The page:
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Attention : Change Blindness and Inattentional Blindness

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Abstract

As observers, we generally have a strong impression of seeing everything in front of us at any moment. But compelling as it is, this impression is false – there are severe limits to what we can consciously experience in everyday life. Much of the evidence for this claim has come from two phenomena: change blindness (CB) and inattentional blindness (IB). CB refers to the failure of an observer to visually experience changes that are easily seen once noticed. This can happen even if the changes are large, constantly repeat, and the observer has been informed that they will occur. A related phenomenon is IB – the failure to visually experience an object or event when attention is directed elsewhere. For example, observers may fail to notice an unexpected object that enters their visual field, even if this object is large, appears for several seconds, and has important consequences for the selection of action. Both phenomena involve a striking failure to report an object or event that is easily seen once noticed. As such, both are highly counterintuitive, not only in the subjective sense that observers have difficulty believing they could fail so badly at seeing but also in the objective sense that these findings challenge many existing ideas about how we see. But as counterintuitive as these phenomena are, progress has been made in understanding them. Indeed, doing so has allowed us to better understand the limitations of human perception in everyday life and to gain new insights into how our visual systems create the picture of the world that we experience each moment our eyes are open.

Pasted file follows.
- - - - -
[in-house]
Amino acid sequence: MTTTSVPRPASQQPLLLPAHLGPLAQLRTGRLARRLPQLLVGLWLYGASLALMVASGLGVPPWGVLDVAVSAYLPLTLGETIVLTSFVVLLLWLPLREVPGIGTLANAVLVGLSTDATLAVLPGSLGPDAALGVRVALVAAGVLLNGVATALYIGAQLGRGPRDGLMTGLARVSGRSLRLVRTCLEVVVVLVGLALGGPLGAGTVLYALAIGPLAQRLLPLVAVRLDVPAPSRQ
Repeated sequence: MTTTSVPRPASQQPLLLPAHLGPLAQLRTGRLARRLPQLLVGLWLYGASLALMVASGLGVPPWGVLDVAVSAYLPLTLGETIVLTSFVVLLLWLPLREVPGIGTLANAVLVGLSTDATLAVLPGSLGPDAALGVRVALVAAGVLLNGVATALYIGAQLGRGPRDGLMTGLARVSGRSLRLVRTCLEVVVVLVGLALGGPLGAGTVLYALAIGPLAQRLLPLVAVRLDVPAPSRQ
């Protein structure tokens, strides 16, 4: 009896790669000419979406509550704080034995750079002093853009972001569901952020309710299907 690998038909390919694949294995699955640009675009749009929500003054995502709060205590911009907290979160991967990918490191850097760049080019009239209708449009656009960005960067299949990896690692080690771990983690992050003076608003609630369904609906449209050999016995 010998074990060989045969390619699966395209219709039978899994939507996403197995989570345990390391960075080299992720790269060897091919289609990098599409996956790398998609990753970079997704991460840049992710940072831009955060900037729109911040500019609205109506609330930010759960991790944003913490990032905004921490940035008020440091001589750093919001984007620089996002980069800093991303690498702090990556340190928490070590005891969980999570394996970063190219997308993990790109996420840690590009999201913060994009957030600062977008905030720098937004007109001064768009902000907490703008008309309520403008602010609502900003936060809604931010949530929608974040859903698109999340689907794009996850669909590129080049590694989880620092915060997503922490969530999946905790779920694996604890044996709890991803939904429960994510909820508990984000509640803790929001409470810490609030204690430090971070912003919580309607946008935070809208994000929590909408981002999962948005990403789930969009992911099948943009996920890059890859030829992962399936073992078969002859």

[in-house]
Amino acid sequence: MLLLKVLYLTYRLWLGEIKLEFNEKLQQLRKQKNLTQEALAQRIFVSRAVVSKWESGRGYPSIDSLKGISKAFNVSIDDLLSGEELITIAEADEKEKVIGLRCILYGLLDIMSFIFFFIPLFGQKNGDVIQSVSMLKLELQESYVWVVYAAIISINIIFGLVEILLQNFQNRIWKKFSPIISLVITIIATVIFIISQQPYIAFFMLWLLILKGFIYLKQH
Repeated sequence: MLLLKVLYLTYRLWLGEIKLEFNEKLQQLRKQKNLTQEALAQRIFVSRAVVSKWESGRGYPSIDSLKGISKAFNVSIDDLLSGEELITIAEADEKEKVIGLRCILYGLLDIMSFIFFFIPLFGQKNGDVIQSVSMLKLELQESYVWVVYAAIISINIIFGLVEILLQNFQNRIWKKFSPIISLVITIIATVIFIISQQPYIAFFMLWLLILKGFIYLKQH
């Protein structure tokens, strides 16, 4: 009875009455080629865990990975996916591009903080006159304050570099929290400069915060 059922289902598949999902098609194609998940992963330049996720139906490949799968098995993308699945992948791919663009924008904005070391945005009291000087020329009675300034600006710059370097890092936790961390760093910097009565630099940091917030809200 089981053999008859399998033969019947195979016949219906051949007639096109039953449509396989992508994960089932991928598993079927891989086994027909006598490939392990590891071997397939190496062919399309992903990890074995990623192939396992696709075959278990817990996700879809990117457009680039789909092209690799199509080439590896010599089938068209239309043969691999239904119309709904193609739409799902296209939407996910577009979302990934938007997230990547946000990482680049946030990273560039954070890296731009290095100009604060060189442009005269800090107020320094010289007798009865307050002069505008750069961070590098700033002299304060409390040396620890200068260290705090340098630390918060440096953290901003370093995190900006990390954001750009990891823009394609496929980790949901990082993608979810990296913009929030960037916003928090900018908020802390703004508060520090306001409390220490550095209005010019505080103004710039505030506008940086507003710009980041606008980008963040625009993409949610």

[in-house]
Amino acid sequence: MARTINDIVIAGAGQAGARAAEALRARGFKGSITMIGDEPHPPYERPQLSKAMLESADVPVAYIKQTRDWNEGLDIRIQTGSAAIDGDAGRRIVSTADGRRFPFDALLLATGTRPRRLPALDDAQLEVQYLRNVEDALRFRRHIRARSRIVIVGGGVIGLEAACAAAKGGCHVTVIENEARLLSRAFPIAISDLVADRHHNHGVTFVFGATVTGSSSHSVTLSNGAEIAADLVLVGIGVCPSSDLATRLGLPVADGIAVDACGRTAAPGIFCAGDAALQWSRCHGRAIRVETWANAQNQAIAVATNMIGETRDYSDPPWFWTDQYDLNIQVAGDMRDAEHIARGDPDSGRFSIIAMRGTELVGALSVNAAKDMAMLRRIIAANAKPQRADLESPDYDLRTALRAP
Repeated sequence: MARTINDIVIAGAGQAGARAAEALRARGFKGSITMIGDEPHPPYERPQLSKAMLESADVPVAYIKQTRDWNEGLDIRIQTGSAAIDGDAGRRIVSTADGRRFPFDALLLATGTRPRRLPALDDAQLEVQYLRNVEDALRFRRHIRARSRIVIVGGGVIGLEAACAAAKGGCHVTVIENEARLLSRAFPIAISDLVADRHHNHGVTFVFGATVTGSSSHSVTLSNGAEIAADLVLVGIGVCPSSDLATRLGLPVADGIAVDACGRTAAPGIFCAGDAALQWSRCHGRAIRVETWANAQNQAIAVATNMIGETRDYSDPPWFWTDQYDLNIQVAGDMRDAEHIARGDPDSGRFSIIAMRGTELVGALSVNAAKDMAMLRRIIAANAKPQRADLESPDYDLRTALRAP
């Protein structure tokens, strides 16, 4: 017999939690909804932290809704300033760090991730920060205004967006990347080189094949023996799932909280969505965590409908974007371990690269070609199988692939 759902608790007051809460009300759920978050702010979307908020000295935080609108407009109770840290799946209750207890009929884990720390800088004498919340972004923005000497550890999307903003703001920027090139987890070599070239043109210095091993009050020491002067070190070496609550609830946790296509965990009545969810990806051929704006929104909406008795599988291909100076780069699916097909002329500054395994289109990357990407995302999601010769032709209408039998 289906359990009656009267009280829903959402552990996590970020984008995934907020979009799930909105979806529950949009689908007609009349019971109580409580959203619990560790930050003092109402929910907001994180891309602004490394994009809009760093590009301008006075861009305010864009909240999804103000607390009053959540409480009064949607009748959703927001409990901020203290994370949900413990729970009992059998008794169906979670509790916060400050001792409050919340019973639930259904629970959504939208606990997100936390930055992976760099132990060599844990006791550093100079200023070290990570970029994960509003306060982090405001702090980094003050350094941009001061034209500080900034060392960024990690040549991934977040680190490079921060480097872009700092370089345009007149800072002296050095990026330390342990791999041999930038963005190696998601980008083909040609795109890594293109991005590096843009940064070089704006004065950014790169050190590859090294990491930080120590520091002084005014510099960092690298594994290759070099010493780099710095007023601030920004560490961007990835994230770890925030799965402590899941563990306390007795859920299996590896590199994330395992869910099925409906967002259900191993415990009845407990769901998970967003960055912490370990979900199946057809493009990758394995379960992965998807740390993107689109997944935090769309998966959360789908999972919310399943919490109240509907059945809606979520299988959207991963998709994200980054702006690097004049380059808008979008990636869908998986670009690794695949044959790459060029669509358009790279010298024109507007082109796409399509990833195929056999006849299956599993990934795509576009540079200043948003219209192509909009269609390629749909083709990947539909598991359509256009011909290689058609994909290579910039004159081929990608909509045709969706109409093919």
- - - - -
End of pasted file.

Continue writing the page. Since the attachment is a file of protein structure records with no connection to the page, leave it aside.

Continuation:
a0005 Attention : Change Blin dness and Inatt entional Blindnes s
R A Rensink, University of British Columbia, Vancouver, BC, Canada
ã2009 Elsevier Inc. All rights reserved.
Glossary
g0005 Change blindness The failure to visually
experience changes that are easily seen once
noticed. This failure therefore cannot be due
to physical factors such as poor visibility;
perceptual factors must be responsible.
Focused attention is believed to be necessary
to see change, with change blindness
resulting if such attention is not allocated to
the object at the moment it changes.
g0010 Diffuse attention A type of attention that is
spread out over large areas of space. It is
believed to be space-based rather than
object-based.
g0015 Focused attention A type of attention
restricted to small spatial extents. It is
believed to act on small areas of space or on
relatively small objects.
g0020 Implicit perception Perception that takes
place in the absence of conscious awareness
of the stimulus. It is generally believed to take
place in the absence of any type of attention.
g0025 Inattentional blindness The failure to
visually experience the appearance of an
object or event that is easily seen once
noticed. Attention (likely, diffuse attention) is
thought to be necessary for such an
experience. Inattentional blindness typically
occurs when attention is diverted, such as
when the observer engages in an
attentionally demanding task elsewhere, and
does not expect the appearance of the object